• Complexity & Development Time: as I’m more interested in the exploitation phase rather than the developing process, I wanted to keep things simple (KISS principle). For example, I’ve decided to leverage x86 fault detection only, as most of my targets are compiled for that architecture. However, in a second take, I’ll like to expand it to support x64 architecture too.
  • Scalability: the platform should be something easily expandible and scalable, able to support multiple fuzzing instances with no hassle.

Fuzzing Platform Technology

Platform

All the project is based on an HP ProLiant DL380 Gen 10 server with Intel Xeon 4214R CPU @2.40 GHz and 128 GB of RAM.

On top of the bare metal server, I’ve installed VMWare ESXI. VMware will allow for the needed scalability, deploying multiple VMs when increased fuzzing throughput capacity is needed.

Orchestrator

Maestro (the instances’ orchestrator) was developed over the classical XAMP stack (Windows, Apache, PHP, MySQL) mainly because I’m familiar with it as well as the team. Apache and PHP should provide enough capabilities and performance given the fact that Maestro is mainly a GUI allowing users to:

  • Create new fuzzing projects and defining their properties (e.g., target, execution time, threads to be used etc.
  • Monitor and control the status of the deployed instances.
  • Corpus files are automatically sent to the instances.
  • Crash artefacts are automatically collected on Maestro.

Instances

Maestro-FFF is the Python software running on the deployed instances, it is responsible for:

  • Registering the instance on Maestro.
  • Downloading the fuzzing corpus.
  • Reporting the status of the Instance as well as the progress of the fuzzing process.
  • Executing the target application
  • Collecting exceptions and crashes; sending samples causing the target to crash back to Maestro, allowing a centralized interface to review and triage them.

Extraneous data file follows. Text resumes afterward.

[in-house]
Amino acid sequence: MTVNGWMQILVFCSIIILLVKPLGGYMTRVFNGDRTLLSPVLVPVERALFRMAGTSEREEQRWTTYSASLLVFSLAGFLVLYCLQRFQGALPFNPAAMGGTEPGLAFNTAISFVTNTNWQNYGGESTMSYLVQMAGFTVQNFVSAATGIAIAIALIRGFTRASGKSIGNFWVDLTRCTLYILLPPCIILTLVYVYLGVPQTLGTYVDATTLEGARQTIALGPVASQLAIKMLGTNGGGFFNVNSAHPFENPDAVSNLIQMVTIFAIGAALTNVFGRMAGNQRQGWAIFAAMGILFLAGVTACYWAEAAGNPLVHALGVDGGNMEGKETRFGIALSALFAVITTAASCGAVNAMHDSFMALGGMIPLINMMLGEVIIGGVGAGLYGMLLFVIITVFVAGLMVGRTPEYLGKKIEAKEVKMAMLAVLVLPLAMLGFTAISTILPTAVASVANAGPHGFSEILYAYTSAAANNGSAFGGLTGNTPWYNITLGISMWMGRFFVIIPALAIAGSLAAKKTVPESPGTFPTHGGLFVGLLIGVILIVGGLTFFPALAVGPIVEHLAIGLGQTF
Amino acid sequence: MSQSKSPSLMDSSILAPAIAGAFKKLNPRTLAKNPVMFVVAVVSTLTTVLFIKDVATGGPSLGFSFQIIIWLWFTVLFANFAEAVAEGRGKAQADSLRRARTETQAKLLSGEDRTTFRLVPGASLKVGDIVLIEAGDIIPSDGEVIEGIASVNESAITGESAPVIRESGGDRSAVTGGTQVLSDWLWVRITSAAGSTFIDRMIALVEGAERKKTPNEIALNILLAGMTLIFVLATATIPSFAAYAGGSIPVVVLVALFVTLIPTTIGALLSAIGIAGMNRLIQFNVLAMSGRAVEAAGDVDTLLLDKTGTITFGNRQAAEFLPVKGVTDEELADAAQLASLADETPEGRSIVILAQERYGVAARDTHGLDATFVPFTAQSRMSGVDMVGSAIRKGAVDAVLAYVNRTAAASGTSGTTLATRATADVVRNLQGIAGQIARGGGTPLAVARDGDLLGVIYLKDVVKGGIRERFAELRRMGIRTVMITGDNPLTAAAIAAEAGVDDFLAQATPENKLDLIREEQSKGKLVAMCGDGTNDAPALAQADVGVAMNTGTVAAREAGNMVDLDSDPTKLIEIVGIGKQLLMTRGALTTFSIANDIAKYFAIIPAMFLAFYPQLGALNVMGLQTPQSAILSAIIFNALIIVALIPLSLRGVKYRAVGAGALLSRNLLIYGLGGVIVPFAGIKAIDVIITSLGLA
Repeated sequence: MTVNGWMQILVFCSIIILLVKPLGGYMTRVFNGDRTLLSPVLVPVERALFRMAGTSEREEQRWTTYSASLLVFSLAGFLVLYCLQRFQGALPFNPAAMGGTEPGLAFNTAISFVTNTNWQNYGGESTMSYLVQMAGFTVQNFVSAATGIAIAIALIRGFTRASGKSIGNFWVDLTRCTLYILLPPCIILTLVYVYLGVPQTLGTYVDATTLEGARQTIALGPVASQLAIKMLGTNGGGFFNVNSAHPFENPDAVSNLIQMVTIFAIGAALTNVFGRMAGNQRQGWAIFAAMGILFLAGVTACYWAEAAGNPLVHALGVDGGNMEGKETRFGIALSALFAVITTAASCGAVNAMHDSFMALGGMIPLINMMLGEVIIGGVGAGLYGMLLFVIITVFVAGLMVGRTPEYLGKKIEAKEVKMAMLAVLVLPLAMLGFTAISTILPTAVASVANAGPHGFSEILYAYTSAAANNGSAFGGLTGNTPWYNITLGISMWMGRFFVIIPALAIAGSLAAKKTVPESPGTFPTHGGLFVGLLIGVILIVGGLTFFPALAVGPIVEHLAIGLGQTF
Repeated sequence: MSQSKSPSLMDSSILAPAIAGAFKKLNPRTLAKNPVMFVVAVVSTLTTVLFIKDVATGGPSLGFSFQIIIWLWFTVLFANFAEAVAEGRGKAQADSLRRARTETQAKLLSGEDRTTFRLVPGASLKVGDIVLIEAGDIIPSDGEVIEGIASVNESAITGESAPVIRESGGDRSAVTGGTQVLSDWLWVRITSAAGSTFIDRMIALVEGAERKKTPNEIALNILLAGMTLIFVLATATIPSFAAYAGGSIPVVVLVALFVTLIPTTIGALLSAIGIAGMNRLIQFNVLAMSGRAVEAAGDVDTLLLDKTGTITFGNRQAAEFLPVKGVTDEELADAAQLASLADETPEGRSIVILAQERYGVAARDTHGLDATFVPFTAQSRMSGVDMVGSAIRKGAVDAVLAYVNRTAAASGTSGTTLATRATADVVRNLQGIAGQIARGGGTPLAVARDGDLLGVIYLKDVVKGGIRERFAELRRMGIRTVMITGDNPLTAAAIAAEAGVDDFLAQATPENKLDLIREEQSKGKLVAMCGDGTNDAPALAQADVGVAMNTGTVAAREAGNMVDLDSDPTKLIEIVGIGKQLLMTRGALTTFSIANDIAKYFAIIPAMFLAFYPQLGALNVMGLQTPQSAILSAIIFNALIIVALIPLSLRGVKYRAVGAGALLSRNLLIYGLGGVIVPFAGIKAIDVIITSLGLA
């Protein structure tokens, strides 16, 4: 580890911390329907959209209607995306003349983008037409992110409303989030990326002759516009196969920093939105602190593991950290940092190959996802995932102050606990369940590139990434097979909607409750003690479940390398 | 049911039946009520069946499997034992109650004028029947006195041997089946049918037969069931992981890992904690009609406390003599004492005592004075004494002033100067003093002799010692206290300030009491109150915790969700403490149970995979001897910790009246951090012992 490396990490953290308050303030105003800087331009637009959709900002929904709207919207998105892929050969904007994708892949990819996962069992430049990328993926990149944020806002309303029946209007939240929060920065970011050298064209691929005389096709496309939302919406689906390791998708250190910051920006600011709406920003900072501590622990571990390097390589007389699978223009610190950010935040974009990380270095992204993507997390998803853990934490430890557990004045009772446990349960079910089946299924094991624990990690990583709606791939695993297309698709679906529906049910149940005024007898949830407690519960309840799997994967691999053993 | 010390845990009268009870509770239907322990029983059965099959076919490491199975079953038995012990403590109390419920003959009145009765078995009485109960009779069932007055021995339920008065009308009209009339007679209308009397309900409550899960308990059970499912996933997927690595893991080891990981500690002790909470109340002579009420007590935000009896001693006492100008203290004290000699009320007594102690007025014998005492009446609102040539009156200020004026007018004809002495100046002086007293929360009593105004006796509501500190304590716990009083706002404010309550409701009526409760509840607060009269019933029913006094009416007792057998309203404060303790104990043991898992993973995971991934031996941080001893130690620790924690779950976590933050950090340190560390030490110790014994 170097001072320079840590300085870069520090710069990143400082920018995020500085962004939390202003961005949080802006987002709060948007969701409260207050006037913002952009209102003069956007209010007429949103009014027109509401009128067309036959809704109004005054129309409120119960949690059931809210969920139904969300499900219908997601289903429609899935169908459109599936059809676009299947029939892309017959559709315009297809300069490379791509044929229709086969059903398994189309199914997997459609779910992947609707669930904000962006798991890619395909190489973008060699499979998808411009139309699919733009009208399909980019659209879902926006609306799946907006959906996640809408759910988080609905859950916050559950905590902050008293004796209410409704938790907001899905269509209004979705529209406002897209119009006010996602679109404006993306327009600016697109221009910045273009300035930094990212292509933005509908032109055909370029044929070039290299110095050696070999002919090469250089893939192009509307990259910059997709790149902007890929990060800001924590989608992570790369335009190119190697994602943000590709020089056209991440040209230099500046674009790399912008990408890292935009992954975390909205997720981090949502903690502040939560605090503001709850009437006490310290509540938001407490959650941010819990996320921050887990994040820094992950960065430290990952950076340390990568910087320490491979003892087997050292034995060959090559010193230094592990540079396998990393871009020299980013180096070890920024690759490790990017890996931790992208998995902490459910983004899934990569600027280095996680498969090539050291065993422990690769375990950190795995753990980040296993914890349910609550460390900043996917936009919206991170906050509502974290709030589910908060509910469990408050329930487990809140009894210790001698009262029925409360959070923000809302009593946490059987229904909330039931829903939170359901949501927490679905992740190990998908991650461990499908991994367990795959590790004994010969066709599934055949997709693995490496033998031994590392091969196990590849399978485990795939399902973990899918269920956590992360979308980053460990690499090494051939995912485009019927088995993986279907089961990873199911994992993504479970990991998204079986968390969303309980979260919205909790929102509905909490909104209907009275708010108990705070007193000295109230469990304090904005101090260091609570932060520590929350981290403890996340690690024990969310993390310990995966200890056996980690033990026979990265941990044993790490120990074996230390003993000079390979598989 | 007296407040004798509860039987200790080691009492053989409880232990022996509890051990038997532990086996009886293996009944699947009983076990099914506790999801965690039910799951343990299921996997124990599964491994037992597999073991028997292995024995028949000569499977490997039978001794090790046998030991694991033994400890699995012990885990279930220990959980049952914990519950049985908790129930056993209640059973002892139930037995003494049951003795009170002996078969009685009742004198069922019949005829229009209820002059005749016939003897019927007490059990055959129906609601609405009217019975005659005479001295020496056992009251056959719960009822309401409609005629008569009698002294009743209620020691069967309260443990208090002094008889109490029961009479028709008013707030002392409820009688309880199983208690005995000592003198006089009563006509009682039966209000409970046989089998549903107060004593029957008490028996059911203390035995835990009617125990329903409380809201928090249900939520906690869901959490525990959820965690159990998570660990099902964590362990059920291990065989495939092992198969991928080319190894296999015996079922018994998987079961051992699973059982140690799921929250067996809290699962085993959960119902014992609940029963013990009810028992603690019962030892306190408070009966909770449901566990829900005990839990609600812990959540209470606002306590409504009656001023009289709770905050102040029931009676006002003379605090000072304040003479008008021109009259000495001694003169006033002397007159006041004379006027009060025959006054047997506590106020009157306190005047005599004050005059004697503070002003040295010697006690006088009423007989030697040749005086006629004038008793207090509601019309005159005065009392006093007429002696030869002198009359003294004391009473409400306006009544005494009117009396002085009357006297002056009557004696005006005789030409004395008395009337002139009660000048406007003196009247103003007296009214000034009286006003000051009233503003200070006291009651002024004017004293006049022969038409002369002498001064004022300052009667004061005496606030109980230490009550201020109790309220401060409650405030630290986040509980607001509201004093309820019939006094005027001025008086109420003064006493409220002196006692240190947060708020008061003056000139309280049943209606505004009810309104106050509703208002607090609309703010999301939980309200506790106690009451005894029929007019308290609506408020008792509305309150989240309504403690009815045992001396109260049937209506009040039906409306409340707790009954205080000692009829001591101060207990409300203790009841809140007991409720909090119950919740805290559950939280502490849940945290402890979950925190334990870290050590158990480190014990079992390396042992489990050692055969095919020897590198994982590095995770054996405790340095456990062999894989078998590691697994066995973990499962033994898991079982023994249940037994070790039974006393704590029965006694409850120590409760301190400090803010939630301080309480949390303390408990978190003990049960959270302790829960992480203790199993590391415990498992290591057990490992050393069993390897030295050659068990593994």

I’ve chosen Python mainly because I’m familiar with it and because it was easy to implement, from scratch, a multithreaded application able to support different operative systems.

While the main “body” is developed in Python, the fault detection mechanism is a C executable that leverage the libdasm library to detect and report crashes.

It reports back to Maestro-FFF the occurred exception, faulting memory address and instruction as well as it dumps the status of the registers.

While it is a good point to start from, every crash must be loaded into WinDbg at a later time, leveraging its “!exploitable” plugin, the plugin output will be used to identify unique crashes and then crashes will be triaged to determine their exploitability.

I’ve deployed 30 instances of Maestro-FFF that exhausted the space of the fuzzing corpus in a month of continuous work.

Roadblock

Among all the different roadblocks I’ve encountered during this project, the absence of a working logging functionality in Python was the most problematic; while the logging module is awesome, it lacks support on Windows when multithreading/multiprocessing is used. Even if I’ve resolved the problem in the hackiest way possible (acquiring a global lock on the file in a thread and releasing it once it finished), I’m still hoping that I’ve missed something in the documentation or some non-standard python modules. So, if you know a Python multiprocessing/multithreading logging module compatible with Windows, please let me know!

Conclusion

While I’ve started my career as a web developer and later transitioned into the cyber security field, I’ve definitely jumped out of my comfort zone glueing all these different pieces of software and components together. I had to employ skills spanning many different IT fields and where I’m not proficient. While it’s unarguably clear to me that some things could be improved (or completely rethought and/or refactored to a more professional level, using modern and more performing technologies), I’ll recommend everyone taking this journey and trying to write some homemade fuzzers for themselves as the number of pieces needed to complete this project are vast but provide an enormous wealth of experience.

Upcoming Article

In the next blog post I’ll disclose the fuzzed target, Maestro/Maestro-FFF metrics, triage process, crashes, CVEs, and exploit PoC.

Resources & References

  • Book – Fuzzing: Brute Force Vulnerability Discovery by Michael Sutton, Adam Greene, Pedram Amini
  • Companion Web Site – http://www.fuzzing.org/